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integrating new member of very small "herd"

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  • integrating new member of very small "herd"

    I have two Morgans at home, Horse#1 and Horse#2, who are old (27 & 20) and have been BFFs for 15+ years. Horse#1 is a unilateral cryptorchid, and always bonds strongly with his buddies to the point of exhibiting strong stallion behavior (squealing, striking, kicking) towards other horses encroaching on his "mares", despite his advanced age. Horse#2 is a super sweet but super broken gelding who loves Horse#1 but really isn't herd bound. However, he cannot be out with other horses unless supervised because of his injury, though I sometimes make the exception with Horse#1 since he's so old. Horse#2 cannot get out of trouble fast enough if he's in such a situation.
    Horse#3, the one I'd like to move home and incorporate, is a big young dumb TB with absolutely no social skills. He lived in a big field for years with a large herd of other horses, but still lacks any sort of common sense, and appears to either A) have no recognition of what flattened ears/squeals mean or B) doesn't care. He's also 17h to Horse#1's and Horse#2's 14.1h.

    Horse#1 and Horse#2 are fine, Horse#1 and Horse#3 are fine, but Horse#1 wigs out when all 3 come together, or he is left out when the other two are together. Horse#2 and Horse#3 are fine together, but because of Horse#2's injury, I am very hesitant to leave him out with a big young idiot unattended who may hurt him further or push the old guy harder than he can go (e.g. running around like idiots).

    My set up is such that each horse has a stall (Horse#3 across the aisle from the other two), I have a small sacrifice lot attached to the barn, and a larger field attached to the sacrifice lot. Horse#1 can make kissy faces at whichever horse is in the sacrifice lot, since his stall wall borders the lot and does not extend to the ceiling.

    I feel my situation is like that riddle where you have the wolf, chicken, and corn, and have to get them across the river. Eventually, I'd like to have everyone turned out together to graze when I am home, but I don't know how to go about incorporating Horse#3 in a safe manner, especially for Horse#2 who may get caught in the middle of a fight between Horse#1 and Horse#3. I know eventually, Horse#1 will "accept" Horse#3 into his "herd", as he's done it with other horses before, but I'm just worried about the drama it's going to take to get there.

    Anyone have any suggestions as to how to ease everyone into this?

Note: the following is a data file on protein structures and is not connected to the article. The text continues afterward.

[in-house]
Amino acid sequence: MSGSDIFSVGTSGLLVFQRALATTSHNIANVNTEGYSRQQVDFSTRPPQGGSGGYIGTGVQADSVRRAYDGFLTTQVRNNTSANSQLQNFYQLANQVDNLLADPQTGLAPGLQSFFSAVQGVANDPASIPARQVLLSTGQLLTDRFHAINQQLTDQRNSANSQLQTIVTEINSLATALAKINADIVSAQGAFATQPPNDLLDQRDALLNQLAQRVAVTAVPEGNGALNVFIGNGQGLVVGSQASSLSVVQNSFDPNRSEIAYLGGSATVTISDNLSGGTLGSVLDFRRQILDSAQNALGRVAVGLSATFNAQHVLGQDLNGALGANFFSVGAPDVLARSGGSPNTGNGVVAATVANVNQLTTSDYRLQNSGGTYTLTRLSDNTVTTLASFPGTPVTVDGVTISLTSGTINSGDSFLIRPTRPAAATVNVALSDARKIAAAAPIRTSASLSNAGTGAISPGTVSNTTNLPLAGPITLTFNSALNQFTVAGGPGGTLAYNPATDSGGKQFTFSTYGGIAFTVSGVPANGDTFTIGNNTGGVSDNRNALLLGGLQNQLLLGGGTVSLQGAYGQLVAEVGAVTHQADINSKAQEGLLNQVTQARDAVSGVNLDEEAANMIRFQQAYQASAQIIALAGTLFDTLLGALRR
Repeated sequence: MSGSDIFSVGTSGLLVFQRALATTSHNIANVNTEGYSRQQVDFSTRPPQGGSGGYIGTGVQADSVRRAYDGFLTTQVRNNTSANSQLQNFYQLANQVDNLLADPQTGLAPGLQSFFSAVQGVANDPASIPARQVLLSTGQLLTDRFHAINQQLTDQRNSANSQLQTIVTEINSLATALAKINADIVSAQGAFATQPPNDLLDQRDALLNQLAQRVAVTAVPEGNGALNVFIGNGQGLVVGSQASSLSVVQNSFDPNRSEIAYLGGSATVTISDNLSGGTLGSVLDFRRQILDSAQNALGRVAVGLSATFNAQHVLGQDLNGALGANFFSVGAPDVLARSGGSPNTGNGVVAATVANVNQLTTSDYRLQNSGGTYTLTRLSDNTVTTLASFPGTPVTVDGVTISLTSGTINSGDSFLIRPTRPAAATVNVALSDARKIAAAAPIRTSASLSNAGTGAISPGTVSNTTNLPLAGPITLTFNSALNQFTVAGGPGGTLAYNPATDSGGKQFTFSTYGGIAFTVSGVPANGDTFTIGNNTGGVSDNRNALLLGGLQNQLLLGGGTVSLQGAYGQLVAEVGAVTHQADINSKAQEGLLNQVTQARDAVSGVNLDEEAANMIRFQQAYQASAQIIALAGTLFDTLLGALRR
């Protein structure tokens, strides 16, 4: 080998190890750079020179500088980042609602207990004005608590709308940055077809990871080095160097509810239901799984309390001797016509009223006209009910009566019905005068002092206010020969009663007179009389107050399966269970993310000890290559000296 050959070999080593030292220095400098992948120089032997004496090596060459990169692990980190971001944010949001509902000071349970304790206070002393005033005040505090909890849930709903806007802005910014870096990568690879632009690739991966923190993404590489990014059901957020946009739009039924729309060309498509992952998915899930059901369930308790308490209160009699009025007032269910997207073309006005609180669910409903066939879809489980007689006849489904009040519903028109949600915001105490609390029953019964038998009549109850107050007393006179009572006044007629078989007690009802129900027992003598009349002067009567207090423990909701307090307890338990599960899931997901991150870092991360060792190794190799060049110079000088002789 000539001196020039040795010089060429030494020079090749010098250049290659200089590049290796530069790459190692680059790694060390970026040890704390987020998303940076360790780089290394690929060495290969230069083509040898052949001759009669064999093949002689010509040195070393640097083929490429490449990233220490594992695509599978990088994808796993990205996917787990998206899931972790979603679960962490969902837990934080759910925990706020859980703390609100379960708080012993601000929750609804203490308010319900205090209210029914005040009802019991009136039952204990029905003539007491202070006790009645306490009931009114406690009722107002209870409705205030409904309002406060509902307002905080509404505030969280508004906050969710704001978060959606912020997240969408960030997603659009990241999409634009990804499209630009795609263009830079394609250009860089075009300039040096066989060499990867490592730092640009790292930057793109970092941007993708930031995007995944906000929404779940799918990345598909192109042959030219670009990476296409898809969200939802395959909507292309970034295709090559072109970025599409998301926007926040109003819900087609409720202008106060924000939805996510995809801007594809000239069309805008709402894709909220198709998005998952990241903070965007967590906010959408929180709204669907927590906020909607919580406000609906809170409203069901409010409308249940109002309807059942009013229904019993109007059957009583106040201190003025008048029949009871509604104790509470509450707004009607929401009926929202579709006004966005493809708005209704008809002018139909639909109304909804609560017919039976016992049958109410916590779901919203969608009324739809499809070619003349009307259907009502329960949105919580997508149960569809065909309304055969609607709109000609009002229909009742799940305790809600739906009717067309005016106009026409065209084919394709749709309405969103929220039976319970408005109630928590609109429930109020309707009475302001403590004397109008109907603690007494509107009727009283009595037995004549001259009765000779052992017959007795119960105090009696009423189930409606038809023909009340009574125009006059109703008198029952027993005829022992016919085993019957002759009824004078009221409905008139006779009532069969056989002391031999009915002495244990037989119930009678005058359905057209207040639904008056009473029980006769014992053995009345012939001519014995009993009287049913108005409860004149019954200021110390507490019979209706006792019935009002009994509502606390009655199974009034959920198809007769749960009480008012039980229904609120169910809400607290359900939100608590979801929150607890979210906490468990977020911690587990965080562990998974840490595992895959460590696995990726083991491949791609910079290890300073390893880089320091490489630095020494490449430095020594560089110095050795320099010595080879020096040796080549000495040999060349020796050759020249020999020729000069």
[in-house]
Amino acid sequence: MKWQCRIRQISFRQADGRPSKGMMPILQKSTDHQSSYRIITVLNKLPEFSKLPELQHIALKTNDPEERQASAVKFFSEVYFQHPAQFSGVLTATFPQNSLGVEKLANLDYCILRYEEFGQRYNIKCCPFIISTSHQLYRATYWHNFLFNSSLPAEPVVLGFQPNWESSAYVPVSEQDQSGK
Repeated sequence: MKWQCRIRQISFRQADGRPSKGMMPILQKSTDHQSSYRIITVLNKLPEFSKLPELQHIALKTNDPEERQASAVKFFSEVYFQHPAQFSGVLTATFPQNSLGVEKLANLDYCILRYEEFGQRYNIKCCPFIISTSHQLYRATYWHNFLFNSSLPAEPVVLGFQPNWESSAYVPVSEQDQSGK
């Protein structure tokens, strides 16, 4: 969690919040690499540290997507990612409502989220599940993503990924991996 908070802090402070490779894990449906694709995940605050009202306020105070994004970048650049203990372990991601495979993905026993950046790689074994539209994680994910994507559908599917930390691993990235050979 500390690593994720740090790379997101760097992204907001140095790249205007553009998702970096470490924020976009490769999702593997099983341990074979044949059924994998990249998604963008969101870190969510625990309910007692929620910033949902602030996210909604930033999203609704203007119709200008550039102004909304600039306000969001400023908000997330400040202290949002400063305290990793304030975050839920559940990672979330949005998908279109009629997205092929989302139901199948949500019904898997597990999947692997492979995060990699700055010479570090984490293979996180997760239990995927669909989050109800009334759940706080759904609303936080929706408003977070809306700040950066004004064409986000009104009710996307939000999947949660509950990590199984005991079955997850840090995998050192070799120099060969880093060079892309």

• #2
    The combination of Morgans and TB is like mixing oil and water

    We have one 17h TB filly who is like yours, she has a nickname of Goofy as nothing seems to phase it and it just going about its way in its own pleasure.

    Unlike you, we have paddocks that have no direct contact from beast to beast.

    We kept Goofy there for a week or so then limited introduction into the gang... Which then split into two groups... Goofy and the lead 15h gelding was one pair going about their merry life while the others stayed with the lead mare

    As for threesome, it will depend on horse #2 accpeting the position as #3


    • Original Poster

      Originally posted by clanter View Post
      The combination of Morgans and TB is like mixing oil and water
      Sigh. This is what I was thinking. It's not the end of the world if I have to go to rotational turnout, especially because Broken McGee very much prefers his stall and only a couple hours of grazing, if that.


      • #4
        Hot wire. Just separate them in the pasture.


        • Original Poster

          Unfortunately not really possible. A large pond is smack in the middle of my pasture, so I cannot section it off without removing access to the rest of it. And the areas that would be sectioned off would not have access to any shelter, even in tree form. Not ideal in the summer on the gulf coast when it reaches 90+ degrees.


          • #6
            If morgans are 14.1 and t-bred is 17 can you make a 'creep gate' they can go under, but the tall guy can't?
            I think no matter what you do there will be at least one race around the pasture. It's just how they establish a pecking order.


            • #7
              I have several retirees here that are totally convinced they are Stallions, tho they have been gelded many years. It is all mental, blood test prove it. However, it has to be dealt with.

              My solution is to put them out on opposite turnout of everyone else. Right now, the two aggressive geldings go out together at night.

              I know your aggressive one doesn't like being alone. However, HE is the problem, so in my book, the one causing the problem gets the least consideration. If that is not possible, put the TB out alone at night. Or put horse #2 out both day and night.
              Facta non verba